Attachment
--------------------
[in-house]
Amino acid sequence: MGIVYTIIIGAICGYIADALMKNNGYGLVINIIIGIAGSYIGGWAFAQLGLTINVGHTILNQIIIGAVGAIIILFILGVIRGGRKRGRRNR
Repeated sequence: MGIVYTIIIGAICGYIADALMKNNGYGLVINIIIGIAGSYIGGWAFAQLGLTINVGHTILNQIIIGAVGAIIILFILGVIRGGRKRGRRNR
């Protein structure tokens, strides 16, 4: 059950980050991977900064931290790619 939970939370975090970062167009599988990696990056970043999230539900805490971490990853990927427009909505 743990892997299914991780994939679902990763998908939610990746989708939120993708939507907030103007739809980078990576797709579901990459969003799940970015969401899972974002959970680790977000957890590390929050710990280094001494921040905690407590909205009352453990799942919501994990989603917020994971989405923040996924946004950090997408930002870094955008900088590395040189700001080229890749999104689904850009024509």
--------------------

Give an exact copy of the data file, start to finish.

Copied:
[in-house]
Amino acid sequence: MGIVYTIIIGAICGYIADALMKNNGYGLVINIIIGIAGSYIGGWAFAQLGLTINVGHTILNQIIIGAVGAIIILFILGVIRGGRKRGRRNR
Repeated sequence: MGIVYTIIIGAICGYIADALMKNNGYGLVINIIIGIAGSYIGGWAFAQLGLTINVGHTILNQIIIGAVGAIIILFILGVIRGGRKRGRRNR
């Protein structure tokens, strides 16, 4: 059950980050991977900064931290790619 939970939370975090970062167009599988990696990056970043999230539900805490971490990853990927427009909505 743990892997299914991780994939679902990763998908939610990746989708939120993708939507907030103007739809980078990576797709579901990459969003799940970015969401899972974002959970680790977000957890590390929050710990280094001494921040905690407590909205009352453990799942919501994990989603917020994971989405923040996924946004950090997408930002870094955008900088590395040189700001080229890749999104689904850009024509």